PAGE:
Last summer I wrote a few posts to help you dip your toes into the shallow waters of investment jargon. You might (or might not) find the jargon useful, but there is a lot to be said for not feeling like you are in over your head when discussing your own investments. So today, I've dragged out a slightly fusty standby—Earnings Per Share...Read More
Anyone who has tried following the stock markets for even a relatively short period of time will have discovered two things:
- There is always a new, unexpected force wreaking havoc with stock or bond prices; and
- After a while, it all begins to look eerily familiar.
Even after years of studying and working in finance, the mention of dividends still reminds me of the little mustachioed man from the Parker Brothers Monopoly game—"Bank pays you dividends of $50!" As I recall, the little man is joyfully tossing his money in the air while kicking back at a desk with a rotary phone. It was always a little underwhelming, of course. Fifty bucks is a nice, but it doesn't count for much, even in Monopoly. It's not like landing on Free Parking, is it? And that's pretty much how we feel about actual dividends. But they do matter, and it's worth understanding why.
Most of us invest in stock these days in the hopes that the price of the shares will go up while we own them. I buy shares in Apricot, Inc. stock for $20 a share today because I believe that I can sell them each for $30 or $40 in a few years time. Simple.
But even while I am watching the share prices jump around in the market, the company I invested in is actually busy trying to, well, run a company. If Apricot, Inc. is doing this right, it is creating new products, expanding in new states or countries, keeping current on its debts and hopefully, making a profit. Notice that while all of this great, profit-generating activity can have an impact on the company's share prices, it can also be completely ignored by the people buying and selling stocks. After all, the shareholders will be completely happy if the share prices go up for any reason, even if the company itself is actually losing money. This, by the way, is the story behind a lot of the big social media and app companies today (I'm looking at you, Twitter).
All of this means that your average CEO is trying to run a company for the long-term while also making shareholders happy in the short-term. One of the tools at her disposal to appease shareholders is dividends. When a company has a profitable year, it can put the money back into the business, or it can declare a dividend. The dividend will go to all of the people who own a certain class of the stock. And the company can pay this dividend out in cash (which you can reinvest or use to update your rotary phone) or in partial shares, called a "stock dividend." If the company chooses stock or "scrip" dividends, then you as the shareholder will get an additional fraction of a share for every share you currently own. For instance, if you have 10 shares of Apricot, Inc., stock and Apricot announces a dividend of .05, you will get a new .05 of a share for each share you currently own, which brings your 10 shares up to 10.5 shares.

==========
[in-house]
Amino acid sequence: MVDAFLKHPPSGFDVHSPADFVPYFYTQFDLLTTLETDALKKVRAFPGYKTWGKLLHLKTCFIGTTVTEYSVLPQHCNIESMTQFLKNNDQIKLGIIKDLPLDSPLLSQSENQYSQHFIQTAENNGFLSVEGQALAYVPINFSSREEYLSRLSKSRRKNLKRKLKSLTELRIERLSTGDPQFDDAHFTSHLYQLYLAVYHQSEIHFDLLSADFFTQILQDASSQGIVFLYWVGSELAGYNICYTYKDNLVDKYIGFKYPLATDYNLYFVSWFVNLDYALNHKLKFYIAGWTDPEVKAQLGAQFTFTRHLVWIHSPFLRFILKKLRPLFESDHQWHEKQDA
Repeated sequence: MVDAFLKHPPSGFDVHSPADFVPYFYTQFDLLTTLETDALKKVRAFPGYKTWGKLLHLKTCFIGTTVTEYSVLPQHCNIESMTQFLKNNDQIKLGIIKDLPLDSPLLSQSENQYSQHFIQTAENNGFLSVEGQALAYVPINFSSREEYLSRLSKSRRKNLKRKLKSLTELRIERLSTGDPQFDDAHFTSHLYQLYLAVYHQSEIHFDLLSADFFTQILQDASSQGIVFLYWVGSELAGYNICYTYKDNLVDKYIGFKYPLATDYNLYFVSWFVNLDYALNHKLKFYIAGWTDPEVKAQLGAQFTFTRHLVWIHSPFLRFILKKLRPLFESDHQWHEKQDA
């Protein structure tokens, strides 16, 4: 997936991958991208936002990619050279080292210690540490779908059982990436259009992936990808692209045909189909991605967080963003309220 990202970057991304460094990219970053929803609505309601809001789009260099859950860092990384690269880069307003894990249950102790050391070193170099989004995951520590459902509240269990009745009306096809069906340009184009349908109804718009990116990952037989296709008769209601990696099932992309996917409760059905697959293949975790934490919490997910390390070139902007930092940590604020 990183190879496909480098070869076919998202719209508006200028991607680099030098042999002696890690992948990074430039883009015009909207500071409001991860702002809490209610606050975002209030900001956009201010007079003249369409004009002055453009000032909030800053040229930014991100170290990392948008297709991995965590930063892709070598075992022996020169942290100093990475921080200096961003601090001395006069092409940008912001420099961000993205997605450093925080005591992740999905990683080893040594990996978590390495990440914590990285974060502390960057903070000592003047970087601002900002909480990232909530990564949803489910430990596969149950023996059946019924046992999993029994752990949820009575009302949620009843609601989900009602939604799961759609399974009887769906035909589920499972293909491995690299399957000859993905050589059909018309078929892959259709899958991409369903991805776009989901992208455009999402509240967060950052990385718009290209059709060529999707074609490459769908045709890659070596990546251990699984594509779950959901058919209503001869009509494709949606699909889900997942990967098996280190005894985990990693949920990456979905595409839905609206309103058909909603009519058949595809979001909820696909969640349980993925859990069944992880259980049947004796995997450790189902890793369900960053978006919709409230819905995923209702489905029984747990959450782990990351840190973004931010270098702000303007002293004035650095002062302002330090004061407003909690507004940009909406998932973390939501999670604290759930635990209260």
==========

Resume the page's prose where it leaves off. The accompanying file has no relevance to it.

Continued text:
As you can imagine, people don't tend to get very excited about their new partial shares, but this is where reinvestment comes in. Many companies issue dividends every year, and these little bits of shares can accumulate fast. This doesn't help you at all if the share prices don't go up, or if company doesn't fare particularly well in the long-term. But then, you don't lose anything from the dividends in that case. But if you have chosen well, and your share prices really are going up over time, you won't just make money on the shares you originally bought—you'll be making money on shares you didn't have to buy.
And that, my friends, is why the little man with the round face and mustache is feeling so good about his dividend.
I got a great question yesterday about the difference between saving and investing. Everyone knows that we are supposed to regularly save money. Most of us who follow a set savings plan have our banks set aside a little bit monthly or from each paycheck just to make sure this is happening. But putting money aside in a savings account is not the same as regularly investing it in a stock, bond or fund. We all know the difference matters. So here are a few things to think about when you are trying to decide where, exactly, the money goes.
This is the auto-pilot of investing, which makes it one of my favorite techniques to recommend to new investors. The old "buy low, sell high" investment advice suggests that you should be analyzing the market every time you buy more units of your favorite stock, bonds or fund—not so realistic if you are putting money aside monthly and don't plan to give up your job for day trading.
Fortunately, dollar cost averaging studies show that you actually do well over time by choosing your fund and buying into it at a regular interval, regardless of the price that day. Some months, you will pay more as the price goes up. Other months, though, you will hit those bargain moments when the price is temporarily down. And in between, you usually take advantage of the general growth in the market.
If you could predict the future, you could always get the lower prices, but since none of us (even the experts) are really good at those short-term predictions, statistics show you are better off to not even try. With this in mind, use the settings in your investment account to automatically invest your monthly savings in a good fund. And don't forget the automatic dividend reinvestment setting, too. We love studies that tell us to do less work.
Volatility and your investment account.
Let's say that you already have money in the investment account and want to keep adding but know that the college tuition bill or house down payment will be coming your way in a few years. This is when you start thinking about volatility.